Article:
As many of you know, I’ve been sidelined the past few years with various injuries which have made it difficult for me to run at full strength for quite some time. While I have a track background, distance running has not always been my passion. However, It’s interesting how much more we desire to do things when we are temporarily restricted from doing them-- and running has been no different. The past few years, I’ve craved being able to run again pain-free (and sometimes simply to run at all).
So as a result, these past several months I’ve been thinking alot about running- and why it’s such a great ‘go-to’ exercise. For all you runners out there, I may be preaching to the choir. But for those of you may be considering lacing up that pair of Nikes collecting dust in the closet and going out for a mile or two, let me give you some added incentive. Check out these 10 reasons to run:
1- Running is low maintenance. All it takes is a pair of shoes and off you go. Regardless of whether you travel for work every week to a different city or are a stay-at-home parent on carpool duty, you can run. Most gyms, hotels, and even apartment communities have treadmills so even if you’re not up for braving the elements, you can get in a great workout without all the fuss.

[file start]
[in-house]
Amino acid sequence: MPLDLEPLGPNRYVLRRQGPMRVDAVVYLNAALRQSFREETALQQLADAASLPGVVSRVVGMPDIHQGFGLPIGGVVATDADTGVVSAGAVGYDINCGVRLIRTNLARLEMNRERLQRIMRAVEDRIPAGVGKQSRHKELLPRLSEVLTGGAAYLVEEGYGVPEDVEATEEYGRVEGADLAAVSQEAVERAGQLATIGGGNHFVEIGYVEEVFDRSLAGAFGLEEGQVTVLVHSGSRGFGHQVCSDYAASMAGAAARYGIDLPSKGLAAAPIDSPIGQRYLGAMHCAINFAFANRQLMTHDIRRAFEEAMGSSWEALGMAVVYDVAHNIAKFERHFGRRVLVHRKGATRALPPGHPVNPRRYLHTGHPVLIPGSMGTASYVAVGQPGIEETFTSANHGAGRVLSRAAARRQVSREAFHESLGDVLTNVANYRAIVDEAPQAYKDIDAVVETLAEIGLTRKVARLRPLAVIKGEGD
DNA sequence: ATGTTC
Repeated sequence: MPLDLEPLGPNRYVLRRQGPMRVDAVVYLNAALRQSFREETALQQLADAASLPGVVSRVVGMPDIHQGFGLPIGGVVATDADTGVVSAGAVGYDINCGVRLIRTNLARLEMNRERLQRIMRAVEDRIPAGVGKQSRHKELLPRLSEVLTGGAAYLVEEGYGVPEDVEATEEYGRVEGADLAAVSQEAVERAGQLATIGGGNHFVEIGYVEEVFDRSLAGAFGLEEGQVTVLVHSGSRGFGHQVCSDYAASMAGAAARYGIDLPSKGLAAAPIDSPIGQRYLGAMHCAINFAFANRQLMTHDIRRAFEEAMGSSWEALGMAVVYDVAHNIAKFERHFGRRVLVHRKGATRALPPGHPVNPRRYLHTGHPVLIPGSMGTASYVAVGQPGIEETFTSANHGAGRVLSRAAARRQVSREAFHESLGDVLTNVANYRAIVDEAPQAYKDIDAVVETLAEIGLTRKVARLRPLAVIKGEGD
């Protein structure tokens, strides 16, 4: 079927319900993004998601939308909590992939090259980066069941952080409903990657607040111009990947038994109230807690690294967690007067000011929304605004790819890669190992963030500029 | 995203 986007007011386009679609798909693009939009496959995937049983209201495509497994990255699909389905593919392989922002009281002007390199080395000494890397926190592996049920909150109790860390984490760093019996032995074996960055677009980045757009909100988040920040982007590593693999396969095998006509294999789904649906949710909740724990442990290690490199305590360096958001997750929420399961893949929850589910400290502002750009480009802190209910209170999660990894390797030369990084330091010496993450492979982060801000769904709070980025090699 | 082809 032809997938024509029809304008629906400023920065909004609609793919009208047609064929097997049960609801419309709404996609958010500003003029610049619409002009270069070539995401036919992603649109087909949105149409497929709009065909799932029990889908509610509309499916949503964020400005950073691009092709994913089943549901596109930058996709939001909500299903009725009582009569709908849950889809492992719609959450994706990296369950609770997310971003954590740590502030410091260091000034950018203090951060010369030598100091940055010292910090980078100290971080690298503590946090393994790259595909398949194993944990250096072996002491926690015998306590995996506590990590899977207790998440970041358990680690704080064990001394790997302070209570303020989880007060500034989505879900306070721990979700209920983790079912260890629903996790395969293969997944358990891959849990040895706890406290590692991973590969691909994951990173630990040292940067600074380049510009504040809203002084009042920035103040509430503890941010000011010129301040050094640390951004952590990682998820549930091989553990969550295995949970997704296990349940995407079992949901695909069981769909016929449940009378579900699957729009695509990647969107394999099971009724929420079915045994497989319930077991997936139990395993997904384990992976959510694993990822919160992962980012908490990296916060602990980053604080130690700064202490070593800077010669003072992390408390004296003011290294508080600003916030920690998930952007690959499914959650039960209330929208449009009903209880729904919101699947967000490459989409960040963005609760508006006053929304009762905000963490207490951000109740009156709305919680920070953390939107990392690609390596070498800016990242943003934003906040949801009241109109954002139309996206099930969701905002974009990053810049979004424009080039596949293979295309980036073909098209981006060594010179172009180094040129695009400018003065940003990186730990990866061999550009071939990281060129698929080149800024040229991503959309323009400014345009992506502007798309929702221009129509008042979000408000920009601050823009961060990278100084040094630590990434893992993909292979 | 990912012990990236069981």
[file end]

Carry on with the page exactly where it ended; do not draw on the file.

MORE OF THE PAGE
2- Running is effective. The average number of calories burned per hour running varies on the runner, but it is higher than swimming, cycling, walking, and many other aerobic activities. The factors involved include weight of the runner, intensity of the run (speed and terrain relative to fitness level), and a host of other factors. However, at 170 lbs I burn close to 1,000 calories per hour when I’m running at a moderate (tempo) pace. That’s a lot of calories!
3- Running actually FEELS good. Experienced runners often describe a runner’s “high” they perceive when running for longer distances. Because of the methodical nature of running, it produces a euphoric feeling associated with long, rhythmic, repetitive movements, according to Cedric Bryant, PhD, chief science officer for the American Council on Exercise. In an article on WebMd, Bryant says that the methodical nature (not endorphin levels) are key to the runners “feeling good” while they run. Whatever the cause, you runners can all relate!